I may have won some healthy food battles with my child -- like our two-hour “Blueberry Battle of 2010” -- but I won’t win the war. I realize now that you can’t make your children eat foods they don’t want to eat. Fights are a waste of time, including the aforementioned 120 minutes I spent negotiating with my toddler to eat four blueberries.
So, if you don’t have one of those impossibly agreeable children who eat everything, you have to get crafty. Here are some tricks I use to get veggies into my kids’ diets.
Perk up the Presentation.
Food displayed attractively on a plate does make kids -- and grown-ups too, for that matter -- want to eat it. My tools of the trade are cookie cutters and tooth picks with decorative tips, like umbrellas and flags. Channel your internal artist to create a funny plate face with grape tomato eyes, a baby carrot nose, and a pepper strip smile. I even once created a boat with an apple hull and a toothpick mast with cucumber slice sails. Impressive, I know.
Dip It Good.
Veggies are more fun to eat as finger foods, dipped into something delicious. Ranch dressing has always been our go-to choice, although my daughter has been known to dip carrots into ketchup. Spreads, especially peanut butter and nutella, are great paired with almost any fruit or veggie.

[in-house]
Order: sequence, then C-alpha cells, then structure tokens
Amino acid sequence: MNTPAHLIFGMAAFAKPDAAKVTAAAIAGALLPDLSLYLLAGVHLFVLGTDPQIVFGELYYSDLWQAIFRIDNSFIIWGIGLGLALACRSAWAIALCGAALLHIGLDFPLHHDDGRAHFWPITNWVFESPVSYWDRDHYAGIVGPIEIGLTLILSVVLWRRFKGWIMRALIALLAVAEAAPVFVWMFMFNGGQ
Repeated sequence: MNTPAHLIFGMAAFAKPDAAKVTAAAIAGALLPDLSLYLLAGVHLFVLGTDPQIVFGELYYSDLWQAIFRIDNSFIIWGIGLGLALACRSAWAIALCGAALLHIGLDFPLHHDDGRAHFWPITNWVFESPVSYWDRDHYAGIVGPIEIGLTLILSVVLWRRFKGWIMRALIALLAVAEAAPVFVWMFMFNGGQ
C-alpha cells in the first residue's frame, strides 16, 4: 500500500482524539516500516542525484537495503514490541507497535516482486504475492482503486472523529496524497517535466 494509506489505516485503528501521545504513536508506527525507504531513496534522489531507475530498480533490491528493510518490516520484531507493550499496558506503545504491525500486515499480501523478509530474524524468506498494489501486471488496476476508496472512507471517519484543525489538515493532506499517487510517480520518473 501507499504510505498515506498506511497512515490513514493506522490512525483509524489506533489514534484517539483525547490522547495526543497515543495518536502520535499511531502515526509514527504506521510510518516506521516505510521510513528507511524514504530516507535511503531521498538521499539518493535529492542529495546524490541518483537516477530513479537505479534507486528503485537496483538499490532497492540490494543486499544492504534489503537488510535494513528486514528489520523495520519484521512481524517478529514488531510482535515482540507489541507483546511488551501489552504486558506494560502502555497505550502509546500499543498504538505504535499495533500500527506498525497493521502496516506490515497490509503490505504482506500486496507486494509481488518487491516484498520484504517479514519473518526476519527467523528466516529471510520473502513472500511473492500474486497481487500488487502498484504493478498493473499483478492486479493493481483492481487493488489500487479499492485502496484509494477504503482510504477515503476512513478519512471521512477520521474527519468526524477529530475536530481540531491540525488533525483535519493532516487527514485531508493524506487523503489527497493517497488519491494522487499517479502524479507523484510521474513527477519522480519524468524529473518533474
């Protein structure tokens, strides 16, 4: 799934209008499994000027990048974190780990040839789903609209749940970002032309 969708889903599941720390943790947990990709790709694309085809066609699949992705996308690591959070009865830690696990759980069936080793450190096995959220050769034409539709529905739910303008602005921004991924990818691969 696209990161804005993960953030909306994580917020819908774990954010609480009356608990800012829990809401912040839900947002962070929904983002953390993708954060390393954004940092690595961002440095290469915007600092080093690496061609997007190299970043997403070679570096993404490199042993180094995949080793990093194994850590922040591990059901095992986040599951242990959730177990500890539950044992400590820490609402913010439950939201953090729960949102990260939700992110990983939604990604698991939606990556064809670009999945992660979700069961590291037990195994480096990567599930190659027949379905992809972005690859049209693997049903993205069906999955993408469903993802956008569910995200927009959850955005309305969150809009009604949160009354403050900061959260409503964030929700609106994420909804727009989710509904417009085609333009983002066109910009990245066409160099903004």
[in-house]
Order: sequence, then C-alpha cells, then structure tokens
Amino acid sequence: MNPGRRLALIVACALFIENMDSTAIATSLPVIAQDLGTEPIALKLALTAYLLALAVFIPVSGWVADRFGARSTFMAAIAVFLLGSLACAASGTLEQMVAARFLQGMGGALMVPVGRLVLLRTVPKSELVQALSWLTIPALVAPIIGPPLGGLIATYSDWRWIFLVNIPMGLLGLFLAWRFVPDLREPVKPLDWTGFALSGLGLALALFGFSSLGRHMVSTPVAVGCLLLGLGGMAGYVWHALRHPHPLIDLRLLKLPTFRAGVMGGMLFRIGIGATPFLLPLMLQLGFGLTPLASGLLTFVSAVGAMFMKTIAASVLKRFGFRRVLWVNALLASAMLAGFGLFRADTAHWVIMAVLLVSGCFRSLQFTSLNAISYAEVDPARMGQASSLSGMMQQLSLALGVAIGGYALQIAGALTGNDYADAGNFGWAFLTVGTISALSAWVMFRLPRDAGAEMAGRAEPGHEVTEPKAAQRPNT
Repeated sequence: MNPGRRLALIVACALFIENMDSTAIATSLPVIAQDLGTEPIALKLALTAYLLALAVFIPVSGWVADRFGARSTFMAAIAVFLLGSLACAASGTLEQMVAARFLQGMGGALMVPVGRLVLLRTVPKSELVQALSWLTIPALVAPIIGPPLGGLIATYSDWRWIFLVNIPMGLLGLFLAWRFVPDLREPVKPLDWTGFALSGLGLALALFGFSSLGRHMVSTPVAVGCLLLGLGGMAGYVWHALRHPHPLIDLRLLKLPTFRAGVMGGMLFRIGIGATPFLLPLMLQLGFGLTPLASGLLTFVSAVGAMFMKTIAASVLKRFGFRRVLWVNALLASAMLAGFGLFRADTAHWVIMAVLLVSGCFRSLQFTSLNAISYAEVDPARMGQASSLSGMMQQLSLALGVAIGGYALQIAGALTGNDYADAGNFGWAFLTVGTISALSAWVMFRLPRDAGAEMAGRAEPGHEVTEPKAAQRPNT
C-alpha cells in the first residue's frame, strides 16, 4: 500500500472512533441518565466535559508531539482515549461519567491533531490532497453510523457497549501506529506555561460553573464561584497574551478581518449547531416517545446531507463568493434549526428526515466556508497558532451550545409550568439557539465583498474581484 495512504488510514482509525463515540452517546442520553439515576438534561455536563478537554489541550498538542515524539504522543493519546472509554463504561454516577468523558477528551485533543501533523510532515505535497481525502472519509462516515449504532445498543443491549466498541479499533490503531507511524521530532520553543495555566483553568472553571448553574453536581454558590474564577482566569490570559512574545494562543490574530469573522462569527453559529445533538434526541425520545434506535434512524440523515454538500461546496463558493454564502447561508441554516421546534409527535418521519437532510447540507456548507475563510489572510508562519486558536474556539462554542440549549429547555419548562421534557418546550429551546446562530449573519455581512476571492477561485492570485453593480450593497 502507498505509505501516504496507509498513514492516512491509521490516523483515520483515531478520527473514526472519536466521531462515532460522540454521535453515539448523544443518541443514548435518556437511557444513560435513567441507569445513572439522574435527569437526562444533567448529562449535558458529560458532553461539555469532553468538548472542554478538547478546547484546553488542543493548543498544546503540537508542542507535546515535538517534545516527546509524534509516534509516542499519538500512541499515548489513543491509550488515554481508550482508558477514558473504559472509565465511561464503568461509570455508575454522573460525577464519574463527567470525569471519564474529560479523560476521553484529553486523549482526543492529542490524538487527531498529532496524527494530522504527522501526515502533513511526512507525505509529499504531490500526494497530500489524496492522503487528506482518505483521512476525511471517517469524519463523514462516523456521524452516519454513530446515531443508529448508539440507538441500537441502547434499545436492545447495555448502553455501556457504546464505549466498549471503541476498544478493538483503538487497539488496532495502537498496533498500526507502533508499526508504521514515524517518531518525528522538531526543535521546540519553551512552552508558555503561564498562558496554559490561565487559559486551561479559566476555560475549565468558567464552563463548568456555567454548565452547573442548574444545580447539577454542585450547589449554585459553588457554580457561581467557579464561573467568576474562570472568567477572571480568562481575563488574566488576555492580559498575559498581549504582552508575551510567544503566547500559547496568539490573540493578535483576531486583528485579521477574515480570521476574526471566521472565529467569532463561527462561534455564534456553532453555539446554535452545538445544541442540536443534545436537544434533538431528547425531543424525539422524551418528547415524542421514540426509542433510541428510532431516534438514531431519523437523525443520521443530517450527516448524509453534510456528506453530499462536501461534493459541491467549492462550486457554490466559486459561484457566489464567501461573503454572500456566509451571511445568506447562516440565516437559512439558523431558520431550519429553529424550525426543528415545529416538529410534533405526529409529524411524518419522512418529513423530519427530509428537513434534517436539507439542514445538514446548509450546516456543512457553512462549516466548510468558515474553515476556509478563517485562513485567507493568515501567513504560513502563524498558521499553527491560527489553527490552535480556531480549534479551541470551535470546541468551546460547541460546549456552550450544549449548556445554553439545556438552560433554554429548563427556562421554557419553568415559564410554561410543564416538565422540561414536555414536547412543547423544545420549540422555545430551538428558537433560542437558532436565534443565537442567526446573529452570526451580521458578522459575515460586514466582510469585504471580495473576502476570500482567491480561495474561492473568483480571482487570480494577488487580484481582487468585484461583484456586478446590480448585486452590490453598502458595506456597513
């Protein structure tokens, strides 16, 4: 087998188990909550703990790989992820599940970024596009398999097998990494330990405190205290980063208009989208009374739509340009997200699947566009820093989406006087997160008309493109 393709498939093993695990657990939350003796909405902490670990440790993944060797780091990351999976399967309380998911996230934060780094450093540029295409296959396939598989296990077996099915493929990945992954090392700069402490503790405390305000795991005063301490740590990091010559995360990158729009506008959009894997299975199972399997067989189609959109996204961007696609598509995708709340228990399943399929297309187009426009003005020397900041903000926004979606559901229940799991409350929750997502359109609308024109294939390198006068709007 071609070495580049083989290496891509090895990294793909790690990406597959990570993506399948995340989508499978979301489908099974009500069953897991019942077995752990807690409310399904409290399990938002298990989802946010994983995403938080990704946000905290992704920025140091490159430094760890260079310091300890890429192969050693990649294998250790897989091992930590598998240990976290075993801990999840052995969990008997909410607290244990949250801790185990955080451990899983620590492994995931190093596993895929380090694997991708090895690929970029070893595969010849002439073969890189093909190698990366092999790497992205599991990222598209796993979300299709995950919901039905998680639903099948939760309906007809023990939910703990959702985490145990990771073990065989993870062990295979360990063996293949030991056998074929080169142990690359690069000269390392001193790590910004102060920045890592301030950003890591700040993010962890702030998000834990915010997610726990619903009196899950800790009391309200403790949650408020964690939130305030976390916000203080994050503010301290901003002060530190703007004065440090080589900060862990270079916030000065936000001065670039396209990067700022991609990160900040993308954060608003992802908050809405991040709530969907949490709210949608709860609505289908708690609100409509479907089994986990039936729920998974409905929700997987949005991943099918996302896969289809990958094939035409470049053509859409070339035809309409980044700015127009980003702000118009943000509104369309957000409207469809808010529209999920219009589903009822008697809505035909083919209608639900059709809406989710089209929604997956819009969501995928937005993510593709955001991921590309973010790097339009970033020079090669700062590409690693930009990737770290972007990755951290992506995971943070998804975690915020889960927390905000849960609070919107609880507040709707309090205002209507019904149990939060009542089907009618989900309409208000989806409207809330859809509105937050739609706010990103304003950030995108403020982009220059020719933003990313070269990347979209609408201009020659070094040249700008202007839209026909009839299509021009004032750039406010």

The Power of Purees.
Purees are the Trojan Horse of nutrition, easily hidden into sauces, soups, and baked goods. Bake, roast, or braise your veggies. Using a food processor or blender, break up the solids into a smooth, colorful puree. Then, get creative. I’ve made “pink pancakes” with beet puree and applesauce, mac and cheese with cauliflower puree, and muffins with just about everything.
If you don’t have the time to create your own purees, use baby food, canned pumpkin, or applesauce. I always have jars of sweet potato and squash to add a quick hit to Sunday morning pancakes.
Dessertify Those Dreaded Veggies.
Get out the blender again, and make a smoothie. This is your chance to get some spinach in there! I learned to make sure there's a sweet ingredient, like a banana or apple, in the mix.
On a few frustrating occasions, my daughter didn’t like her smoothies. I froze those into molds and introduced them a week later in popsicle form. Usually I use milk or yogurt, but occasionally, I’ll include a dollop of low-fat ice cream and call it a milkshake. That word has magical powers!
Ultimately, you have to give up the power struggle. Vary their diets as much as possible, give them a daily vitamin, and ask your pediatrician if additional supplementation, such as a meal replacement drink, is needed.
Traci L. Suppa thinks time travel is the only explanation for her son turning 13 this year. Her six-year old daughter brings the glam to their crazy household. In addition to her own family travel blog, Go BIG or Go Home, Traci is a contributing blogger for FamilyVacationCritic.com and has written for WomansDay.com and NewParent.com.